Last week I focused on various localities worldwide that are taking steps to limit the use of fossil fuels through carbon pricing – either in the form of Emission Trading Systems (ETS), also known as cap and trade, or by directly taxing carbon. Carbon pricing is often a leading indicator of governments’ commitments to transitioning toward the prominent use of sustainable energy sources. Such intentions were recently put to severe testing when the price of oil and other fossils dropped by more than 50% in a very short time (it is now in an increasing trend again), while the prices of alternative energy sources stayed largely unchanged.
As I mentioned, the University of British Columbia’s Prof. Kathryn Harrison, in detailing the reasons why Canada finds itself at the bottom of the performance among the 10 largest CO2 emitters, referred to Canada as the “Fossil of the Day.” Following Prof. Harrison’s speech, a slew of reports at the Vancouver conference described British Columbia’s efforts to change that. The essence of these reports was that in spite of the country’s lag, BC is actually doing rather well. In what seems to be a battle between British Columbia and Alberta, the latter appears to be winning. Looks can be deceiving, though.
(A note to the reader: In case you’re wondering why I’m bringing Alberta into a post about British Columbia, it’s helpful to know that while the two provinces border each other, Alberta is Canada’s largest producer of oil and gas. As you can imagine, there has been a lot of back and forth about what to do with gas, oil, sustainability and the future, and it’s become quite a political issue. For instance, one large point in Alberta’s recent election was whether it was a priority to “stop Alberta’s heavy reliance on fluctuating oil prices for its revenue.”)
Here is how Wikipedia describes the “average” citizen of Alberta:
Alberta’s per capita GDP in 2007 was by far the highest of any province in Canada at C$74,825 (approx. US$75,000). In 2006 Alberta’s per capita GDP was higher than all US states, and one of the highest figures in the world. Alberta’s per capita GDP in 2007 was 61% higher than the Canadian average of C$46,441 and more than twice that of all the Maritime provinces. In 2006, the deviation from the national average was the largest for any province in Canadian history.
All of that wealth was oil driven. Not surprisingly, citizens of Alberta cited a sharp drop in revenue from fossil fuels for the realization that the economy had to diversify. We will continue to keep an eye on the developments in the new government’s anticipated policy changes in Alberta.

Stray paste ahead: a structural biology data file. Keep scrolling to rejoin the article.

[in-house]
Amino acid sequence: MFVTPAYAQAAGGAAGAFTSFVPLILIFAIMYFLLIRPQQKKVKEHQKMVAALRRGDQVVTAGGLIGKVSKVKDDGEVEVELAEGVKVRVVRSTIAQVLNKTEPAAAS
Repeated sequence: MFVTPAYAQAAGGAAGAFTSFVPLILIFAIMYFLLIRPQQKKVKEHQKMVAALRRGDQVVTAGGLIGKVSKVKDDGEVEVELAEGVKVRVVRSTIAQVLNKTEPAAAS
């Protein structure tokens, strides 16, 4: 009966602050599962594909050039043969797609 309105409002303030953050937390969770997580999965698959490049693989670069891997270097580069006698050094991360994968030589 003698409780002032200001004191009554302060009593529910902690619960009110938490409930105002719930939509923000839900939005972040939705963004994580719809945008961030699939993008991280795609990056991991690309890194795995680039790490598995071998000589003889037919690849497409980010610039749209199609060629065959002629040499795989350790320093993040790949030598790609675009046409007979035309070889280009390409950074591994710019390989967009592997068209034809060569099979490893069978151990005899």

Here are the data that compare between the provinces:
As we can see in the table above, the difference between Alberta and British Columbia in per capita emissions is a factor of 5. This marks Alberta as the “fossil” in Canada – both in terms of its commitment to antiquated technology and its continued usage of said dirty fuels.
The main reason that British Columbia is ranked so high in its shift to sustainable energy sources is that it introduced a carbon tax in 2008. The tax started at a relatively low level of C$10/ton. This was intentional, as the first 5 years were intended to be a learning experience for the anticipated impacts. The plan was that the tax would gradually be raised to C$30/ton in 2012 and stay frozen at that price until 2018. The carbon tax continues to enjoy the support of the majority of the province’s citizens and the changes in the rate remain on schedule. Since the introduction of the tax, the BC economy has grown just as fast as that of the rest of Canada, while petroleum use per person is decreasing. The five years of gradual transition are already changing behavior.
Figure 1 shows petroleum sales in British Columbia as compared with the rest of Canada, before and after the introduction of the carbon tax.
Sustainable energy (“Cleantech”) is the fastest growing energy sector. The tax was designed to be revenue neutral, such that the revenue would contribute to expenses usually covered by other taxes, thereby lowering tax burdens in other areas. Many regard BC’s carbon tax structure as the best designed in the world. But officials and researchers at the conference admitted that the carbon tax’s effects on shifting the weight of other taxes are still poorly understood.
The province has stated its objective is greenhouse gas reduction (2010 reference) by 80% by 2050.
Figure 2 shows how British Columbia is actually doing.
Greenhouse gas emission and energy use, two extensive parameters that strongly depend on population and economic development, peaked around the beginning of the century and have been on a mild decreasing pattern since. Over the “learning” period of the carbon tax (2008 – 2012) they remained approximately constant. The greenhouse gas emission per unit of energy demand is an intensive parameter that depends primarily on the mixture of energy that is being used. This parameter remained approximately constant from 1990. There is no indication from this data that the energy mix that BC is using changed because of the implementation of the carbon tax. The two other intensive parameters, emission per capita and emission per unit of GDP show decrease in various rates from about 2000, well before the introduction of the carbon tax.
Figure 3 shows the trends in carbon emission per capita of some of the other major global emitters. The two global emitters that can be compared to Canada – the United States (which has no carbon pricing) and the European Union (whose carbon pricing is still a work in progress) – show similar trends to that of British Columbia.
As the data below show, the use of carbon pricing to help mitigate climate change by influencing our use of different sources of energy is still a work in progress.